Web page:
Consultant Bob Rutherford says the problem of algae bloom is spreading at Lake Micmac. ((Bob Rutherford))

The depleted oxygen levels of a stream in Dartmouth continue to pose contamination problems for Lake Micmac, the lake it runs into, an independent environmental consultant says.

"This is not what we want for the bass and the trout that live in here," said Bob Rutherford, a river specialist, indicating the green dots on the surface of the lake.

The blue-green algae bloom began last month near the spot where Grassy Brook spills into Lake Micmac, near the Dartmouth Crossing construction site where Rutherford's been working.

Grassy Brook begins at the Burnside Industrial Park, where nutrient-rich runoff from piles of peat materialhave leached into the stream,depleting oxygen levels, he said.

One of those piles has already been cleared away, according to Tony Blouin, an environmental manager for the Halifax Regional Municipality.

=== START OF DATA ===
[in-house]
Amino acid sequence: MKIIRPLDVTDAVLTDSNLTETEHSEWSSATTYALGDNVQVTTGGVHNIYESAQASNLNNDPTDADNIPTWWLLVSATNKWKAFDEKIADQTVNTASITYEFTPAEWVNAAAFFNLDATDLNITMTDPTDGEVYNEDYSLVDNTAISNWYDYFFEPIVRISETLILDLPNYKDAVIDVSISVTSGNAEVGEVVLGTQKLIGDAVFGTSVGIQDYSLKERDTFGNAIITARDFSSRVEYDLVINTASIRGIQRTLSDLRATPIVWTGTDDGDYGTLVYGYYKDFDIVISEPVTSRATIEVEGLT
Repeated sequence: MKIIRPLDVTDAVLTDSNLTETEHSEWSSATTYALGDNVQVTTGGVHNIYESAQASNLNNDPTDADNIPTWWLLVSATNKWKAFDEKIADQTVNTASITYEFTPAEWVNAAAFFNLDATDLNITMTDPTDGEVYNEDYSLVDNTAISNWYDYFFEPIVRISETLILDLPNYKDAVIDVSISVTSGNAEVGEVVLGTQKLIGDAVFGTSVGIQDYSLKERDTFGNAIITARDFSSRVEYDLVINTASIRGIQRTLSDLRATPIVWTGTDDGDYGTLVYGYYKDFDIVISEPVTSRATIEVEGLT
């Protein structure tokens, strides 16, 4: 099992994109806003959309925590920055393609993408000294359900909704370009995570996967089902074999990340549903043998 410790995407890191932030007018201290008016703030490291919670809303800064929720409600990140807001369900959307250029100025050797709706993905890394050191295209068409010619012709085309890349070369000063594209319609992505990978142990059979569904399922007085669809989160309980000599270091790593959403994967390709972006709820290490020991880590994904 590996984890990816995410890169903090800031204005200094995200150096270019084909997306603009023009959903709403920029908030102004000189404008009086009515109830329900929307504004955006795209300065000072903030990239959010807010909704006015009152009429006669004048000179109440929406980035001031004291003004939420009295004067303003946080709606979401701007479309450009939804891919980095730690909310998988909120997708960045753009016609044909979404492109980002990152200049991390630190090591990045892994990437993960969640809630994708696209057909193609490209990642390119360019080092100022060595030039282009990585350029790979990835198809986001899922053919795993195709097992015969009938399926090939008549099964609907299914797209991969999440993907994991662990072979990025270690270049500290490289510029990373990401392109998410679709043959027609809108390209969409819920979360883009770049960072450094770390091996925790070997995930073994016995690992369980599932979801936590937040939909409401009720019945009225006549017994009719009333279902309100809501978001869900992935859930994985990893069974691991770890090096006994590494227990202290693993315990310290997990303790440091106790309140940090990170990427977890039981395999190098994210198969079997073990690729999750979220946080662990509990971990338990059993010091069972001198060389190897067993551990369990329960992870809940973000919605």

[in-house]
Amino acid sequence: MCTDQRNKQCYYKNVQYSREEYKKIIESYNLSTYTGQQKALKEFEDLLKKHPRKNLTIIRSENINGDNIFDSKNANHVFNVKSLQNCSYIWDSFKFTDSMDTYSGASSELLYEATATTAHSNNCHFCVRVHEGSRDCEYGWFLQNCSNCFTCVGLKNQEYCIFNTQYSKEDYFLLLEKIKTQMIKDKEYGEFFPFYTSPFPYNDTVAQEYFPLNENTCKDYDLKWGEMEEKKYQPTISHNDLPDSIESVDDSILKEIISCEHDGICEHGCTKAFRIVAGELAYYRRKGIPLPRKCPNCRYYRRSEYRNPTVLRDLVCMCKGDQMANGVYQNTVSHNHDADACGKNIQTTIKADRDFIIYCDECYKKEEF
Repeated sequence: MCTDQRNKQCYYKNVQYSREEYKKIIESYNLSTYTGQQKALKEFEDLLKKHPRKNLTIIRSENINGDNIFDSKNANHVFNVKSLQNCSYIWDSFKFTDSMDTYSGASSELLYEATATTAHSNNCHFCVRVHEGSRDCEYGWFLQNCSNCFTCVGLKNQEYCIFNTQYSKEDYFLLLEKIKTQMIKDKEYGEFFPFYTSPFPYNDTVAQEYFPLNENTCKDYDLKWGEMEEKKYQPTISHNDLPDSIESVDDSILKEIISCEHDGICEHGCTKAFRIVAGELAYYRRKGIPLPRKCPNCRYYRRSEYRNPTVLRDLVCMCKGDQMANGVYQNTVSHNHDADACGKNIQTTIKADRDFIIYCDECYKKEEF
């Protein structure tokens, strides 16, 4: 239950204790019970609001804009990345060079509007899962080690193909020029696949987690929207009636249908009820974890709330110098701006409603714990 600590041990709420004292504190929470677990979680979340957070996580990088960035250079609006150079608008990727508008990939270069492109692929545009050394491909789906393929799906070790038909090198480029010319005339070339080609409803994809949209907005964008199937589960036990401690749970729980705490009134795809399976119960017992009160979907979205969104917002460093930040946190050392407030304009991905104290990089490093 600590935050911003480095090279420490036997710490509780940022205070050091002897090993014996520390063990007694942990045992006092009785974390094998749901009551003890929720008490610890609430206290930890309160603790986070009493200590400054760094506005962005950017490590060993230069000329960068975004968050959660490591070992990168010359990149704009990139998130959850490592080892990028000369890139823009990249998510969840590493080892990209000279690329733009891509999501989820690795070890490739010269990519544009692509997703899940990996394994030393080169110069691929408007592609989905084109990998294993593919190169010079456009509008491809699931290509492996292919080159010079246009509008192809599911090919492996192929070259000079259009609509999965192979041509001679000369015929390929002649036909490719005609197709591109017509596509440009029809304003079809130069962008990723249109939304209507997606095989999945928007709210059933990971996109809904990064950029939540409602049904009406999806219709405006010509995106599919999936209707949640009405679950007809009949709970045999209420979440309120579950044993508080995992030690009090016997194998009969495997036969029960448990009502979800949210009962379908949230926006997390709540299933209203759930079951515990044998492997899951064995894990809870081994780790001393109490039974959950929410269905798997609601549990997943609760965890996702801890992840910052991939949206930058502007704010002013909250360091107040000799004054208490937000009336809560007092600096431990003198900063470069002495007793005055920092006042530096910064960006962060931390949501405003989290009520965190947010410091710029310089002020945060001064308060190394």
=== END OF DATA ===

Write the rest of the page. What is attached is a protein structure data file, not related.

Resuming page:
The green water is from Lake Micmac. ((Bob Rutherford))

"We have been sampling the brook since that happened and it does appear the oxygen levels are improved," Blouin said.

Human concerns

But because the algae bloom is showing up at the other end of Lake Micmac, Rutherford worries it will be back next spring and could spread to Lake Banook.

He worries about human concerns should the algae problem grow.

"The toxins are nerve toxins, liver toxins, and they quite often give you a skin rash," he said.

Rutherford called Health Canada last week toask officials to conduct tests, but he said officials replied that they were not responsible for testing.

Blouin said there will be ongoing tests at both Grassy Brook and Lake Micmac, but added it's difficult to rid a lake system of algae bloom.

"It's always hard to treat that after it's happened," he said, adding some of the nutrients and phosphoruswill be flushed out naturally over time.